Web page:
Via The New York Times – The Greek government denies that account, by the Hellenic League for Human Rights and the International Federation for Human Rights, which say that twice in the last few weeks, on May 24 and June 2, Turks fleeing persecution have been shipped back to their country.
The Hellenic League documented a total of 17 forcible deportations, or pushbacks, including those of seven children.
The pushbacks followed a pattern, according to the league. The Greek police drove the asylum seekers in a van to a meeting point where they were handed over to masked armed men. These men then forced the refugees onto a boat that was sent across the Evros River to Turkey.
Similar episodes have long been reported along the border but were not thought to have systematically singled out Turks.
According to figures the Greek government issued on Thursday, more than 200 Turks have been allowed to seek asylum in Greece after crossing the Evros since the start of the year. But rights activists are concerned that the government may now be focused on sending back Turkish asylum seekers. “We have a change in pattern here,” Kleio Papapantoleon, the head of the Hellenic League, said in an interview.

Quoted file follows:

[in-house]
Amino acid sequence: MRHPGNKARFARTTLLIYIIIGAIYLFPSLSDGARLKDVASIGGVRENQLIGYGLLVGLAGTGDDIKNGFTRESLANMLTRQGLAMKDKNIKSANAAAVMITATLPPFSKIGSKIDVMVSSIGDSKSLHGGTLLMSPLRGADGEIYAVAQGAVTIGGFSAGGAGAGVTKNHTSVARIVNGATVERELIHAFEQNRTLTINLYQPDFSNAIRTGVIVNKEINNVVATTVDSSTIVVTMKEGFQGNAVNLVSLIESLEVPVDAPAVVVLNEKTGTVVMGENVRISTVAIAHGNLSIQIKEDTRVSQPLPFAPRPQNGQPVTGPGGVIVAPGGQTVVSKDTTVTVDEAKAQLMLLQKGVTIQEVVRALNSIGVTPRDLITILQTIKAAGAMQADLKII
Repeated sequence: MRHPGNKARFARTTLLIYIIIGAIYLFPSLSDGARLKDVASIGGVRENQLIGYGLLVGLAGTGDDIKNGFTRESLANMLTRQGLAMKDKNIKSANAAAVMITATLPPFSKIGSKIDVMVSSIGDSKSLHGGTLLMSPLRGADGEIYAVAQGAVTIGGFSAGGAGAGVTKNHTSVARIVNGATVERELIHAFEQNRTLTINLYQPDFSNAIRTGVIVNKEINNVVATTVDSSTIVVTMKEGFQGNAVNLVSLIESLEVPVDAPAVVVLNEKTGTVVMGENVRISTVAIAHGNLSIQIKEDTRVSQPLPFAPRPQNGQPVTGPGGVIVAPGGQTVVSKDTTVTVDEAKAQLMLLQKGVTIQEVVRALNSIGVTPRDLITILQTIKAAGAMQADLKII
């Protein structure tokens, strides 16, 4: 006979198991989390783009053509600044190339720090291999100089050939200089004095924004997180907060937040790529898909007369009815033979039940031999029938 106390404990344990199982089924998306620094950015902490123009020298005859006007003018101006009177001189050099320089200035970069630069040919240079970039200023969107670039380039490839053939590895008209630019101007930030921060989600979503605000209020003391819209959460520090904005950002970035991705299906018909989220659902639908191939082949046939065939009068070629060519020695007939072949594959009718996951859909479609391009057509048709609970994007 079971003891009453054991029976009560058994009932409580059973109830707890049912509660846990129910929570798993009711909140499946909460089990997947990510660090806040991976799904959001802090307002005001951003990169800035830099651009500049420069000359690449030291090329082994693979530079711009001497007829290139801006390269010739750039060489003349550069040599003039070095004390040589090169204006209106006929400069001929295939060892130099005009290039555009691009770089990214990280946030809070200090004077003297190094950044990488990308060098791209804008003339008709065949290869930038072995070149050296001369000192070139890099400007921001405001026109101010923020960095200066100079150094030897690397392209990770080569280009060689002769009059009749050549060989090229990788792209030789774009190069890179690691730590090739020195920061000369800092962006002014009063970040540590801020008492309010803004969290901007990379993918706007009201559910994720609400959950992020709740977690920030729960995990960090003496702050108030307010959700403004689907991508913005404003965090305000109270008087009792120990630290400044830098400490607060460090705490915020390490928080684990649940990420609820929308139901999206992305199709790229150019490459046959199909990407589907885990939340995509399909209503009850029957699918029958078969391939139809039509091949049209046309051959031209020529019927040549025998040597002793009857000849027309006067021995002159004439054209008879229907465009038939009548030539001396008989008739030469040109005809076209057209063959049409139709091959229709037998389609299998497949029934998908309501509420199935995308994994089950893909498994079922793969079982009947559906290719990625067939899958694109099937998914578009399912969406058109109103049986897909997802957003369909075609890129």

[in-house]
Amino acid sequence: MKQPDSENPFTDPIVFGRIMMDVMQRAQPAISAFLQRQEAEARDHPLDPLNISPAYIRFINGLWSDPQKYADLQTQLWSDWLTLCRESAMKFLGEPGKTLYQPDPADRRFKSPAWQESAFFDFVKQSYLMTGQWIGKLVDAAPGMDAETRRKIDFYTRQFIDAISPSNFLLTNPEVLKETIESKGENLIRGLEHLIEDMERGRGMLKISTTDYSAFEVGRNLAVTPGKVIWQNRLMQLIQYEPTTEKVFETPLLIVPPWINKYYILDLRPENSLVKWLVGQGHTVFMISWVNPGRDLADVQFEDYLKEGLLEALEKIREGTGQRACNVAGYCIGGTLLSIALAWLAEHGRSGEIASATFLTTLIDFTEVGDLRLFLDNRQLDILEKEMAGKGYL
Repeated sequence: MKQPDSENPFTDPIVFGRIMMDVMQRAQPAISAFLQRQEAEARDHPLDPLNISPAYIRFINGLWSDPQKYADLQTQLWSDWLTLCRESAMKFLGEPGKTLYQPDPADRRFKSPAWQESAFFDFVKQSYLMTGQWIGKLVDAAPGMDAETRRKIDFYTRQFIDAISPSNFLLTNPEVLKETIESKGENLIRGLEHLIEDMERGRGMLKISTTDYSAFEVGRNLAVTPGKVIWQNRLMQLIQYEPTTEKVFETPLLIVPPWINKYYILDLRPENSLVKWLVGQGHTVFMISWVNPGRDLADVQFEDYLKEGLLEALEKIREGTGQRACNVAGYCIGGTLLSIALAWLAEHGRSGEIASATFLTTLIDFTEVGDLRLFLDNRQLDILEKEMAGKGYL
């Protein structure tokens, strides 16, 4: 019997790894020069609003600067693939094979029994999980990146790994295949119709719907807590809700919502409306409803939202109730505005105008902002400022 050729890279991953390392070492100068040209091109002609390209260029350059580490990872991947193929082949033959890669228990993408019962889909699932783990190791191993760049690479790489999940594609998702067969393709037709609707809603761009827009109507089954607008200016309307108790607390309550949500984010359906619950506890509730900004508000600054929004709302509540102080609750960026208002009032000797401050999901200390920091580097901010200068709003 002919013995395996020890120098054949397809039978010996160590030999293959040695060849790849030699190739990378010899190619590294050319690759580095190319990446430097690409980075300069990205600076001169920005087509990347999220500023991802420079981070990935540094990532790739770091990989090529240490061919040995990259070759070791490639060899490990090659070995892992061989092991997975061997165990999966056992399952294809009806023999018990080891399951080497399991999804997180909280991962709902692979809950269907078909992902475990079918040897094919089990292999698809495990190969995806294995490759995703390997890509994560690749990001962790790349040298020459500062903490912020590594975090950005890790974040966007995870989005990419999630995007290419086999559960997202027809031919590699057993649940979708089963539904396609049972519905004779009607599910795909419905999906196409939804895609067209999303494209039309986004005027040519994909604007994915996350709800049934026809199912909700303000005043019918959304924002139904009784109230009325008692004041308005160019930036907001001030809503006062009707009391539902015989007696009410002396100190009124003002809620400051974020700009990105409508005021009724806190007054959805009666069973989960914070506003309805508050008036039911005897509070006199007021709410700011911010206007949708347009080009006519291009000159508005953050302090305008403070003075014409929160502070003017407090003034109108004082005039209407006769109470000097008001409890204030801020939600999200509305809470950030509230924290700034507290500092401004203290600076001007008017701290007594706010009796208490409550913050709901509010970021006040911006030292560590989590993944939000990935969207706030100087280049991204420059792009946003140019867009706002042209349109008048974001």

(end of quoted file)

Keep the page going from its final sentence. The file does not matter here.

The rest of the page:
“What I think this is is an attempt to override the judicial system through refoulement,” she said, using the legal term for forcible deportation. “I don’t know if it’s a deal under the table or if it’s a pattern that the Greek government is developing to show to the Turkish government that it’s O.K., we will help you.”
Asked about the reports, a Greek government spokesman said on Thursday that “no refoulement has ever been either executed or authorized by the Greek authorities.” He added, “Any allegations implying something different are always investigated.”
Read the full article at The New York Times